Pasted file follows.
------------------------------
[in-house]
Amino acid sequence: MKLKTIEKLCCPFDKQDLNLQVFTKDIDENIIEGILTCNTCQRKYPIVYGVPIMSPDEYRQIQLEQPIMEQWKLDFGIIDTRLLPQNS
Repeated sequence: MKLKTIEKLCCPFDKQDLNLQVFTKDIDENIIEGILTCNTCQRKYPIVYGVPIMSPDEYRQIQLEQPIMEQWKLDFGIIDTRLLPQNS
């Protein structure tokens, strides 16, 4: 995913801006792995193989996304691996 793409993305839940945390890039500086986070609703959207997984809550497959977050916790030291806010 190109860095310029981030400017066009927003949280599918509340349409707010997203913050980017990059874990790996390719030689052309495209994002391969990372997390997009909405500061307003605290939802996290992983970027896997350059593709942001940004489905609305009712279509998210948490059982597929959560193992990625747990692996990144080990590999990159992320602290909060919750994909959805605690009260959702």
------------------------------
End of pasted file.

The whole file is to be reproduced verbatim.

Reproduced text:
[in-house]
Amino acid sequence: MKLKTIEKLCCPFDKQDLNLQVFTKDIDENIIEGILTCNTCQRKYPIVYGVPIMSPDEYRQIQLEQPIMEQWKLDFGIIDTRLLPQNS
Repeated sequence: MKLKTIEKLCCPFDKQDLNLQVFTKDIDENIIEGILTCNTCQRKYPIVYGVPIMSPDEYRQIQLEQPIMEQWKLDFGIIDTRLLPQNS
């Protein structure tokens, strides 16, 4: 995913801006792995193989996304691996 793409993305839940945390890039500086986070609703959207997984809550497959977050916790030291806010 190109860095310029981030400017066009927003949280599918509340349409707010997203913050980017990059874990790996390719030689052309495209994002391969990372997390997009909405500061307003605290939802996290992983970027896997350059593709942001940004489905609305009712279509998210948490059982597929959560193992990625747990692996990144080990590999990159992320602290909060919750994909959805605690009260959702």